Static analysis of expl3 programs (1): Introduction

In 2021, I used the expl3 programming language for the first time in my life. I had already been eyeing expl3 for some time and, when it came to defining a LaTeX-specific interface for processing YAML metadata in version 2.11.0 of the Markdown package for TeX, I took the plunge.

After two and a half years, approximately 3.5k out of the 5k lines of TeX code in version 3.5.0 of the Markdown package are written in expl3. I also developed several consumer products with it, and I have written three journal articles for my local TeX users group about it. Needless to say, expl3 has been a blast for me!

In the Markdown package, each change is reviewed by a number of automated static analysis tools (so-called linters), which look for programming errors in the code. While these tools don’t catch all programming errors, they have proven extremely useful in catching the typos that inevitably start trickling in after 2AM.

Since the Markdown package contains code in different programming languages, we use many different linters such as shellcheck for shell scripts, luacheck for Lua, and flake8 and pytype for Python. However, since no linters for expl3 exist, typos are often only caught by regression tests, human reviewers, and sometimes even by our users after a release. Nobody is happy about this.

Last month, I realized that, unlike TeX, expl3 has the following two properties that seem to make it well-suited to static analysis:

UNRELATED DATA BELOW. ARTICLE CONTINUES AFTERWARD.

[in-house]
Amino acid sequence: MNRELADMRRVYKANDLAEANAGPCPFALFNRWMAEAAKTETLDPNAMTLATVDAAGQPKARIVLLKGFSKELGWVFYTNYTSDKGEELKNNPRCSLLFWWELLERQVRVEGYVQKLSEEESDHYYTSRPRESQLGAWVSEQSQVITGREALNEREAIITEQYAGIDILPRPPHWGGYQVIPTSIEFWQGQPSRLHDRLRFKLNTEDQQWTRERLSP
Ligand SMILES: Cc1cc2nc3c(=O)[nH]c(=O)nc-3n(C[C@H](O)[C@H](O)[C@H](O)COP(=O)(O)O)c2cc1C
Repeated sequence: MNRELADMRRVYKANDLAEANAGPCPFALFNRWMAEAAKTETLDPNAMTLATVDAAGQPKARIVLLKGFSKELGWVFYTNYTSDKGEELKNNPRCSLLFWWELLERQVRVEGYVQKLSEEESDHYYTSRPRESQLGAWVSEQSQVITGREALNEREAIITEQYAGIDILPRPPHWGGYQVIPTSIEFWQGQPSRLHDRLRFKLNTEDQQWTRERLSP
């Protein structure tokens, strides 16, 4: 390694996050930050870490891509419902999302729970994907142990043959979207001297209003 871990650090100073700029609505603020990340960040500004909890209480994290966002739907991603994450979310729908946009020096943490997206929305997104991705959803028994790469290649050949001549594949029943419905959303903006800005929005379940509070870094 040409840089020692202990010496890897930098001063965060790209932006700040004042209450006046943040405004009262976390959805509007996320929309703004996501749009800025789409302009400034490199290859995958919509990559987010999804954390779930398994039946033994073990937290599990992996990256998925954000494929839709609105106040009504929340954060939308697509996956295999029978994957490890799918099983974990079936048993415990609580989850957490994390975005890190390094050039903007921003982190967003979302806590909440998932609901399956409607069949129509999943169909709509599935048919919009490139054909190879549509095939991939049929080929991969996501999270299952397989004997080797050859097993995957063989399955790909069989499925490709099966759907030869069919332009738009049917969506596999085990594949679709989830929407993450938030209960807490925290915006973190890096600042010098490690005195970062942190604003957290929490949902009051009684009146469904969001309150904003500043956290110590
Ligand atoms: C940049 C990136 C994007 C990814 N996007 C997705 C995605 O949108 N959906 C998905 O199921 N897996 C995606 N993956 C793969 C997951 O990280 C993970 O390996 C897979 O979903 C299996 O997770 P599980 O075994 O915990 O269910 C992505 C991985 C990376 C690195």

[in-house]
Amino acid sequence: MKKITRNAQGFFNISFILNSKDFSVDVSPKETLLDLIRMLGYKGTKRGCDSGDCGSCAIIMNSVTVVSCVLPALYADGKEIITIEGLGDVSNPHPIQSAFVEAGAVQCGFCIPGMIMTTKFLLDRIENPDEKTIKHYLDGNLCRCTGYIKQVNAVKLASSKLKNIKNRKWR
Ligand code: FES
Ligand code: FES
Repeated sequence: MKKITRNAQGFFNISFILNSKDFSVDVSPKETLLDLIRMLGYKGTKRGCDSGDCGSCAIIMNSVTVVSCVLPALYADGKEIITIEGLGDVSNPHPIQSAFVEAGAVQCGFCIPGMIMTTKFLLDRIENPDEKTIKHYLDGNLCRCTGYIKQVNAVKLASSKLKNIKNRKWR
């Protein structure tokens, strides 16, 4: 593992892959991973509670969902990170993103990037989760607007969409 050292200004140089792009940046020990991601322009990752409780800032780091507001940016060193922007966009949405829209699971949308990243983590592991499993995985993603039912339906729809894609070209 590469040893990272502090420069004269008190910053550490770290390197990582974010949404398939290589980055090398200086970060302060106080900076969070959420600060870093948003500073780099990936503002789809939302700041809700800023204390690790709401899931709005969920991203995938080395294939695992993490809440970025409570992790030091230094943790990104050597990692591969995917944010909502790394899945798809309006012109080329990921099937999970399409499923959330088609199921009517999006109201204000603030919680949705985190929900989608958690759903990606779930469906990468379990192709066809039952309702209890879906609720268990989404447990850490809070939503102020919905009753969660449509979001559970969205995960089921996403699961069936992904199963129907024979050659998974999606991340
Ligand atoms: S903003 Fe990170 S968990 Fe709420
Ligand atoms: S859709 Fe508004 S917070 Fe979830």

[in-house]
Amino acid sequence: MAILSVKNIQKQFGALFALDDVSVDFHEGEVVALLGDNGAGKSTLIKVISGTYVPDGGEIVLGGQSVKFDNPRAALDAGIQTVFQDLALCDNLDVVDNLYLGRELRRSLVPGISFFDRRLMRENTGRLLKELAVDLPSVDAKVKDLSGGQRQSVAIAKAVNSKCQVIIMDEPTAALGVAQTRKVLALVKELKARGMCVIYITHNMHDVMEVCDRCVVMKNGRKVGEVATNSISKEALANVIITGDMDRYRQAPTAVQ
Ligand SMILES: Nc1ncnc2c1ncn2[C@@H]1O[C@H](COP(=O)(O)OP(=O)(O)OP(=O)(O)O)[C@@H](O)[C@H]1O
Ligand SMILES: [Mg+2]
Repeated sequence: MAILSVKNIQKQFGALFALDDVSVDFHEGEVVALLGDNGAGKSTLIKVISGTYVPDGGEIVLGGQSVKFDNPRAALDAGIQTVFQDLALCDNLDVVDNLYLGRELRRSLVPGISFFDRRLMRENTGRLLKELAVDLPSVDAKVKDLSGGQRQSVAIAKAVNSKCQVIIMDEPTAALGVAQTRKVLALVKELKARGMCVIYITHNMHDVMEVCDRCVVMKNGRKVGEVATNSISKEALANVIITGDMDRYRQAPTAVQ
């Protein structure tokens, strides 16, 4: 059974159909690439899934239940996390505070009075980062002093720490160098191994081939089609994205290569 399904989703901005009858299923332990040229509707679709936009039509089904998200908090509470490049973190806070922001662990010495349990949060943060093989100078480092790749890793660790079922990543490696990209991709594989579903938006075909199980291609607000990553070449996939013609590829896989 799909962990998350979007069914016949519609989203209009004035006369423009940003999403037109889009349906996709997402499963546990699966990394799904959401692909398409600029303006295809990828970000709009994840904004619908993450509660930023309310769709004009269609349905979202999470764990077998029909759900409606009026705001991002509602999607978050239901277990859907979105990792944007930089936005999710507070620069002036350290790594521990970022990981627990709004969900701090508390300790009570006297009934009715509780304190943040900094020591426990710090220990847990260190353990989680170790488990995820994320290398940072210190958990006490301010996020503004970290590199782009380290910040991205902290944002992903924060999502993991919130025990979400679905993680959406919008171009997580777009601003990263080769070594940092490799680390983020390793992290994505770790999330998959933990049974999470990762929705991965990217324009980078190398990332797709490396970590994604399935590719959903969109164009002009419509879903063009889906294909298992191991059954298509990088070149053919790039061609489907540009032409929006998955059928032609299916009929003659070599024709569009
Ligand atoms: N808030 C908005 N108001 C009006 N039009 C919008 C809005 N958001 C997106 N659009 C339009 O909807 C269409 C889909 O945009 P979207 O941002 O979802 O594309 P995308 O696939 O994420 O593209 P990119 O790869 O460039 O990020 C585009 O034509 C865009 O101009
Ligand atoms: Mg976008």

1. Simple uniform syntax: (Almost) all operations are expressed as function calls. This Lisp-like quality makes is easy to convert well-behaved expl3 programs that only use high-level interfaces into abstract syntax trees. This is a prerequisite for accurate static analysis.
  2. Explicit type and scope: Variables and constants are separate from functions. Each variable is either local or global. Variables and constants are explicitly typed. This information makes it easy to detect common programming errors related to the incorrect use of variables.

For the longest time, I wanted to try my hand at building a linter from the ground up. Therefore, I decided to kill two birds with one stone and improve the tooling for expl3 while learning something new along the way by building a linter for expl3.

This is the first in a series of posts in which I will try and create a linter for expl3. Since linters can be arbitrarily thorough in their analysis, I will devote the next post to the requirements specification for the linter. The requirements will form the basis of the design and the implementation of the linter, which I will cover in the following posts.

Written on April 5, 2024